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Atmospheric Chemistry and Physics An interactive open-access journal of the European Geosciences Union
© Author(s) 2017. This work is distributed under
the Creative Commons Attribution 4.0 License.
Research article
22 Nov 2017
Review status
This discussion paper is a preprint. A revision of this manuscript was accepted for the journal Atmospheric Chemistry and Physics (ACP) and is expected to appear here in due course.
Size distribution and coating thickness of black carbon from the Canadian oil sands operations
Yuan Cheng1, Shao-Meng Li1, Mark Gordon2, and Peter Liu1 1Air Quality Research Division, Environment and Climate Change Canada, 4905 Dufferin Street, Toronto, Ontario M3H 5T4, Canada
2Department of Earth and Space Science and Engineering, York University, 4700 Keele Street, Toronto, Ontario M3J 1P3, Canada
Abstract. Black carbon (BC) plays an important role in the Earth’s climate system. However, parameterization of BC size and mixing state have not been well addressed in aerosol-climate models, introducing substantial uncertainties into the estimation of radiative forcing by BC. In this study, we focused on BC emissions from the massive oil sands (OS) industry in northern Alberta, based on an aircraft campaign conducted over the Athabasca OS region in 2013. A total of 14 flights were made over the OS source area, in which the aircraft was typically flown in a 4- or 5-sided polygon pattern along flight tracks encircling an OS facility. Another 3 flights were performed downwind of the OS source area, each of which involved at least three intercepting locations where the well-mixed OS plume was measured along flight tracks perpendicular to the wind direction. Comparable size distributions were observed for refractory black carbon (rBC) over and downwind of the OS facilities, with rBC mass median diameters (MMD) between ~ 135 and 145 nm that were characteristic of fresh urban emissions. This MMD range corresponded to rBC number median diameters (NMD) of ~ 60–70 nm, approximately 100 % higher than the NMD settings in some aerosol-climate models. The typical in- and out-of-plume segments of a flight, which had different rBC concentrations and photochemical ages, showed consistent rBC size distributions. Moreover, rBC size distributions remained unchanged at different downwind distances from the source area, suggesting that atmospheric aging would not necessarily change rBC size distribution. However, aging indeed influenced rBC mixing state. Coating thickness for rBC cores in the diameter range of 130–160 nm was nearly doubled within three hours when the OS plume was transported over a distance of 90 km from the source area.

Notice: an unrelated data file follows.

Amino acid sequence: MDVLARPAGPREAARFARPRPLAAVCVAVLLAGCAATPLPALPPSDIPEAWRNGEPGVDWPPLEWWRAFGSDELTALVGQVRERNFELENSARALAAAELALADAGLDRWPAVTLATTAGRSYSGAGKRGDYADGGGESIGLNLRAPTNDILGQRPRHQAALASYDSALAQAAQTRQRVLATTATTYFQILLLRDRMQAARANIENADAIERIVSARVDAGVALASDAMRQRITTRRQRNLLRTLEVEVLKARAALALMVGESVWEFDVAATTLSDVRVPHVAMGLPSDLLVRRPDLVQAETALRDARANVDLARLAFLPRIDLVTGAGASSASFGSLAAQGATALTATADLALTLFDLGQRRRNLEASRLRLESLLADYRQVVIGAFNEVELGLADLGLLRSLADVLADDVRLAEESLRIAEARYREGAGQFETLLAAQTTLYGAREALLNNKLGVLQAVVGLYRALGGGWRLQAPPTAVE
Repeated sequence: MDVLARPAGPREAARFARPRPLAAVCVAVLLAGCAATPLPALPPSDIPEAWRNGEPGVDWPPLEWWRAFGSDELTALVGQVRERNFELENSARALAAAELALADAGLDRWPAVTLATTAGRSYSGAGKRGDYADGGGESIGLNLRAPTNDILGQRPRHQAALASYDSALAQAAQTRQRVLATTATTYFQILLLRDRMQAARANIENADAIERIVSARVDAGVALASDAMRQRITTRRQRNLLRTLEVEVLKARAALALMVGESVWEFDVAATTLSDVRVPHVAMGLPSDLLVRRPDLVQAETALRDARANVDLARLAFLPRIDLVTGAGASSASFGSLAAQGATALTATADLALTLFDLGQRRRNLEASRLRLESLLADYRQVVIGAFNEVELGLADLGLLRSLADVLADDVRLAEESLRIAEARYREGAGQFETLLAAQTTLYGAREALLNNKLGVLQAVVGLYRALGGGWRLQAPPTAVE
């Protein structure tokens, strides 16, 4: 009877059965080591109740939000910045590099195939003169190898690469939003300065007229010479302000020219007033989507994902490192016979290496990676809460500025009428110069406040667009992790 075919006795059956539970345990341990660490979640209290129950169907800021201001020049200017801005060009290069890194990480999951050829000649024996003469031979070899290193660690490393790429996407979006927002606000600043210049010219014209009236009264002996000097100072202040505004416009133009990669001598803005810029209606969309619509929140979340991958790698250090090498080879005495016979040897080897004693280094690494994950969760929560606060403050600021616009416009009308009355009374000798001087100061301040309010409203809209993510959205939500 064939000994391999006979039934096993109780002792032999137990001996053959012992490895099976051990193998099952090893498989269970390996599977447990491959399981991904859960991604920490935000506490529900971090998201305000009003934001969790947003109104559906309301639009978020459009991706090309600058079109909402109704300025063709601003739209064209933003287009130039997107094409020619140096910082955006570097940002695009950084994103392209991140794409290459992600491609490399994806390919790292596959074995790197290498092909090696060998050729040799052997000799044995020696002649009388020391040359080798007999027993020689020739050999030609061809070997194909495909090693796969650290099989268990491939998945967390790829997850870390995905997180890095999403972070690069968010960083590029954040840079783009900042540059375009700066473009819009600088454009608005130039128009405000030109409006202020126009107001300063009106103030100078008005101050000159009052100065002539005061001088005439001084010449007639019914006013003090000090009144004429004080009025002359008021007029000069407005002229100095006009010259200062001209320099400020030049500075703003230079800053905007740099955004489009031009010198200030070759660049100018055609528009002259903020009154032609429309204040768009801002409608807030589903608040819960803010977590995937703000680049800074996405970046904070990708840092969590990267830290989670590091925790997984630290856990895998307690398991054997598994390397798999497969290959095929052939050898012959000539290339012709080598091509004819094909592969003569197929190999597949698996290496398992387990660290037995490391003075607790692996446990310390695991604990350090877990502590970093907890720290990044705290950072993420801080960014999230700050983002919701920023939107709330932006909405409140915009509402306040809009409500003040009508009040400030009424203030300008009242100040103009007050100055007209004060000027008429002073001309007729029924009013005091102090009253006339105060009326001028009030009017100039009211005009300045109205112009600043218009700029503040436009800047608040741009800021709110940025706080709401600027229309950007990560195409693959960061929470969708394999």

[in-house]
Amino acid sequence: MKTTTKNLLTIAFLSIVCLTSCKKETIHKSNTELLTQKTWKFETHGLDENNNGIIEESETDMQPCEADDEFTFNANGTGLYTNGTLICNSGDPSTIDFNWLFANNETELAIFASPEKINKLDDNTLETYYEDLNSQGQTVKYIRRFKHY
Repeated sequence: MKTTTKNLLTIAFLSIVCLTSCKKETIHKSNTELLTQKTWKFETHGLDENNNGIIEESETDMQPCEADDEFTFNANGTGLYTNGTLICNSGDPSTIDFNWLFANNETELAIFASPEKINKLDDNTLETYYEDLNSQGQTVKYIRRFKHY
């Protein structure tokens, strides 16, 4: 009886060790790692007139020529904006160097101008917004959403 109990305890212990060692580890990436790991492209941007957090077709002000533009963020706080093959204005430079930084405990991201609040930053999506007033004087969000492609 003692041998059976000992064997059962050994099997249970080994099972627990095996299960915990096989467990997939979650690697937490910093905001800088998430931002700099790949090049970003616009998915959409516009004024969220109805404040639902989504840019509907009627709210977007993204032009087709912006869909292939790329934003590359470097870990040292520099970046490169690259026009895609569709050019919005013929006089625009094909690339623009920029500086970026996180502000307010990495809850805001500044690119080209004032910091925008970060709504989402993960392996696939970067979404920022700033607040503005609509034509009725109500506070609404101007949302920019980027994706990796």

Citation: Cheng, Y., Li, S.-M., Gordon, M., and Liu, P.: Size distribution and coating thickness of black carbon from the Canadian oil sands operations, Atmos. Chem. Phys. Discuss.,, in review, 2017.
Yuan Cheng et al.


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Short summary
An aircraft campaign was conducted over the Athabasca oil sands (OS) region to characterize refractory black carbon (rBC) particles as they were emitted from the sources and as they were transported downwind. rBC size distributions were consistent at different downwind distances from the source area whereas coating thicknesses on the rBC cores increased considerably as the OS plumes were transported downwind. These results provide insights into the evolution of BC aerosol in the real atmosphere.
An aircraft campaign was conducted over the Athabasca oil sands (OS) region to characterize...